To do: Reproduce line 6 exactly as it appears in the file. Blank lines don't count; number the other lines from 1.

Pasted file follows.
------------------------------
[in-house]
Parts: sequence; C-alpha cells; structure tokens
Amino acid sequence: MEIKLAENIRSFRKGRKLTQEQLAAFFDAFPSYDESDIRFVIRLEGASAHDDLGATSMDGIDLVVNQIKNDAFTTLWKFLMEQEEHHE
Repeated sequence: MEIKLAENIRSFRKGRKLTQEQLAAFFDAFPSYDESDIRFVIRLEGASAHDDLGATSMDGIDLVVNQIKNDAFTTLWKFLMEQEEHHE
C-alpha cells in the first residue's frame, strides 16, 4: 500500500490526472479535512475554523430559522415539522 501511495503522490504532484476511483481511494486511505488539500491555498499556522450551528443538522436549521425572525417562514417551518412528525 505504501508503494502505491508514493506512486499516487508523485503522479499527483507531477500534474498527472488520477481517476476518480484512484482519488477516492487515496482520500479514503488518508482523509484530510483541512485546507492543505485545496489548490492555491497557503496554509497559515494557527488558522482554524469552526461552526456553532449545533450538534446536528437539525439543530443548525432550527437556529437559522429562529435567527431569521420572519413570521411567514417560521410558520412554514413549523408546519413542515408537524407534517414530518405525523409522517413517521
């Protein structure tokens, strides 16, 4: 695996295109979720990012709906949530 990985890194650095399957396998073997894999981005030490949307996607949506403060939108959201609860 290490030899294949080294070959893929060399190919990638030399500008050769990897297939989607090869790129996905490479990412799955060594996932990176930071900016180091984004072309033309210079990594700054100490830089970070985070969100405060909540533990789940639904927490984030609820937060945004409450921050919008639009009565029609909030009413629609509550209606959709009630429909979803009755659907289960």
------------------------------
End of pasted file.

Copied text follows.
């Protein structure tokens, strides 16, 4: 695996295109979720990012709906949530 990985890194650095399957396998073997894999981005030490949307996607949506403060939108959201609860 290490030899294949080294070959893929060399190919990638030399500008050769990897297939989607090869790129996905490479990412799955060594996932990176930071900016180091984004072309033309210079990594700054100490830089970070985070969100405060909540533990789940639904927490984030609820937060945004409450921050919008639009009565029609909030009413629609509550209606959709009630429909979803009755659907289960």